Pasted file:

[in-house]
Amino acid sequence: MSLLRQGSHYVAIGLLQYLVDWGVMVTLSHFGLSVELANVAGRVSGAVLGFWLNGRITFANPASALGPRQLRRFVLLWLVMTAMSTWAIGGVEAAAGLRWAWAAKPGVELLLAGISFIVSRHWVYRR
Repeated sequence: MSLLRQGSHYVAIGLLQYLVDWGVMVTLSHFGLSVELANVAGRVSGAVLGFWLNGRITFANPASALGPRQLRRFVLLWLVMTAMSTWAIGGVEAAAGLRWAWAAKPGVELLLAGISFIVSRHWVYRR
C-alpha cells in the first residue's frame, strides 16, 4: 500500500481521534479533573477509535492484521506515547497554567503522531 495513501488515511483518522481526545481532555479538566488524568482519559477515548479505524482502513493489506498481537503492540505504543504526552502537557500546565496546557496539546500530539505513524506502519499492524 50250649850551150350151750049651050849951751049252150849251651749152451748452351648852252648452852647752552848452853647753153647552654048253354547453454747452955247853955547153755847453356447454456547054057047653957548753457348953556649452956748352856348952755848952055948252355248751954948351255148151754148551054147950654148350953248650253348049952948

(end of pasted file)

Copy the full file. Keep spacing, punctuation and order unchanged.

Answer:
[in-house]
Amino acid sequence: MSLLRQGSHYVAIGLLQYLVDWGVMVTLSHFGLSVELANVAGRVSGAVLGFWLNGRITFANPASALGPRQLRRFVLLWLVMTAMSTWAIGGVEAAAGLRWAWAAKPGVELLLAGISFIVSRHWVYRR
Repeated sequence: MSLLRQGSHYVAIGLLQYLVDWGVMVTLSHFGLSVELANVAGRVSGAVLGFWLNGRITFANPASALGPRQLRRFVLLWLVMTAMSTWAIGGVEAAAGLRWAWAAKPGVELLLAGISFIVSRHWVYRR
C-alpha cells in the first residue's frame, strides 16, 4: 500500500481521534479533573477509535492484521506515547497554567503522531 495513501488515511483518522481526545481532555479538566488524568482519559477515548479505524482502513493489506498481537503492540505504543504526552502537557500546565496546557496539546500530539505513524506502519499492524 50250649850551150350151750049651050849951751049252150849251651749152451748452351648852252648452852647752552848452853647753153647552654048253354547453454747452955247853955547153755847453356447454456547054057047653957548753457348953556649452956748352856348952755848952055948252355248751954948351255148151754148551054147950654148350953248650253348049952948